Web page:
The newly reborn Chrysler Group LLC aims to take a big swing at the lighter end of the U.S. commercial truck market over the next several years in part by upgrading its 2011 model-year heavy-duty pickups while eliminating the Dodge Dakota light pickup — part of an attempt to increase Chrysler's annual sales of commercial trucks some 50% by 2014.
The intensified focus on commercial trucks is part of a sweeping five-year growth plan unveiled by the OEM's new owner, Italy's Fiat SpA. Part of Chrysler's strategy includes slicing its truck products off from the rest of its Dodge division, placing them into a separate division called “Ram Trucks.”
By 2014, Chrysler expects to have replaced almost three-quarters of its current engine lineup for this segment to improve overall fuel efficiency. Part of this will include offering a Fiat engine.
For its Ram Heavy Duty pickups, a crew-cab model was added for the 2010 model year and will be carried over into 2011. Improved suspension tuning and new C-pillar hydromounts were added to the Ram's hydroformed, fully boxed frame. A coil-spring suspension setup is used up front, while the multi-leaf spring design is maintained in the rear for heavy-duty capability. Front and rear shocks and springs are tuned for optimum ride quality and capability.
Powertrain choices include an optional 6.7L Cummins diesel engine, which produces 350 hp. at 3,000 rpm and 650 lbs.-ft. of torque at 1,500 rpm; and a standard 5.7L Hemi V8 gasoline engine, delivering 383 hp. at 5,600 rpm and 400 lbs.-ft. of torque at 4,000 rpm. The redesigned 5.7L Hemi offers a spate of improved technologies, including variable-valve timing; increased compression ratio; active intake manifold with long runners for low-end torque and short runners for high-rpm power; improved cylinder head port flow efficiency; and reduced-restriction exhaust and induction systems.
The Ram 2500 and 3500 pickups offer a standard exhaust brake for diesel-equipped models to help reduce brake fade, prolong brake life, and provide confidence and safety when hauling heavy loads on downhill grades.
Ram pickups boast an increased GVWR on 2500 4×4 crew-cab diesel models of 9,600 lbs. from 9,000 lbs., with increased GCWR of 24,500 lbs., up from 24,000 lbs., on 3500 dually models with diesel engine and automatic transmission. With the Max Tow Package, GCWR increases to 25,400 lbs. www.ramtrucks.com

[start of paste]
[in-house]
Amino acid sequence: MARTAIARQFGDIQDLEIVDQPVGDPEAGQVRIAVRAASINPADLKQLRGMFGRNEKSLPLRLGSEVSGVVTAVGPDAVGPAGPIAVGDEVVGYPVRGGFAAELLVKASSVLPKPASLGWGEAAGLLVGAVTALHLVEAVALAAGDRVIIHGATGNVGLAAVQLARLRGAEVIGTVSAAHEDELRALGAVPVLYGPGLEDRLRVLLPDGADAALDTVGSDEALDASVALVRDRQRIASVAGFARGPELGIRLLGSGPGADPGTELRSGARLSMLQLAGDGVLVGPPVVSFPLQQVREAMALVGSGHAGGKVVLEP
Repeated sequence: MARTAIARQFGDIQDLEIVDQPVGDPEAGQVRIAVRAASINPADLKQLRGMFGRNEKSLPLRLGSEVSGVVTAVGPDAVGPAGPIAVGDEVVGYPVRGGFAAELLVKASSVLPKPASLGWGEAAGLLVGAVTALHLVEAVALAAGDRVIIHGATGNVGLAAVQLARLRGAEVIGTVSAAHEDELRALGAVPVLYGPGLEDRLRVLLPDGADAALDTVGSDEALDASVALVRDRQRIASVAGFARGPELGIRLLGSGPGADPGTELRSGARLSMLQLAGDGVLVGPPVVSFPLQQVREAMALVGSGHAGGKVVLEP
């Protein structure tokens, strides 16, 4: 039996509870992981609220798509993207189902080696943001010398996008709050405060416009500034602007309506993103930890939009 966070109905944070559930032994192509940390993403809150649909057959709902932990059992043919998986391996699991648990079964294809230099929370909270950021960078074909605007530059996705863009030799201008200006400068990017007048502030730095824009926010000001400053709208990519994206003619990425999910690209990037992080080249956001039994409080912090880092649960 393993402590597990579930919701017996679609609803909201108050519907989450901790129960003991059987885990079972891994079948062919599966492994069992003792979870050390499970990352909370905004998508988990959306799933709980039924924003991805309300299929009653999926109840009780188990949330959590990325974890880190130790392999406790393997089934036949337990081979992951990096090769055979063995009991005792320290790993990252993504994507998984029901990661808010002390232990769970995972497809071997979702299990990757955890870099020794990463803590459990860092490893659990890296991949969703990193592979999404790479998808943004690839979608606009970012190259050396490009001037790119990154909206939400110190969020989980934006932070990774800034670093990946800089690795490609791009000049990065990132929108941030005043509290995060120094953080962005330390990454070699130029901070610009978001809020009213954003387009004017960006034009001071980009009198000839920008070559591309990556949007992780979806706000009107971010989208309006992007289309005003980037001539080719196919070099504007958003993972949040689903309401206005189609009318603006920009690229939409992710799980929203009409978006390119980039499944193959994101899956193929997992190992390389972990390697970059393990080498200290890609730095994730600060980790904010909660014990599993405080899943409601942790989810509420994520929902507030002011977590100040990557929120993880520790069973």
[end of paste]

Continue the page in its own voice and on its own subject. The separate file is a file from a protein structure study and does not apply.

Upgrades made to all 2010 Toyota Tundra full-size pickups are going to carry over to the 2011 model year, including the 4.6L i-Force V8 engine and two vehicle packages: the Tundra Platinum and Tundra Work Truck.
The engine is available on all models and features a double overhead cam aluminum alloy head with dual independent variable-valve timing that is “intelligent” (VVT-i) in order to achieve the best fuel economy. It offers 310 hp., 327 lbs.-ft. of torque, and an estimated 15 mpg city and 20 mpg highway on 4×2 models. Like Tundra's optional 5.7L i-Force V8 engine, the 4.6L is mated to a 6-spd. automatic transmission.
The Tundra Work Truck package is aimed at commercial truck buyers or those who otherwise require a tough no-frills truck with exceptional cargo and towing capacity.
These “specialized” trucks include vinyl seating and rubber flooring and will be available in “regular” and “double cab” configurations with a V6 or one of two V8 engines, including Tundra's 5.7L 381 hp. V8 with a towing capability of up to 10,800 lbs. Tundra models equipped with the Work Truck package will carry a price adjustment less than the truck's standard MSRP, though that depends on the model.
For buyers looking for a high level of refinement, the Platinum package is available on CrewMax Limited models equipped with the 5.7L V8 and Flex Fuel powertrains. The package contains an assortment of luxury features such as heated and ventilated seats, sunroof, and wood grain trim.
The Tundra continues to be offered in three wheelbases: 126.8 in. for regular cab/standard bed models; 145.7 in. for regular cab/long bed, double cab/standard bed and CrewMax models; and a massive 164.6 in. for double cab/long bed models. www.toyota.com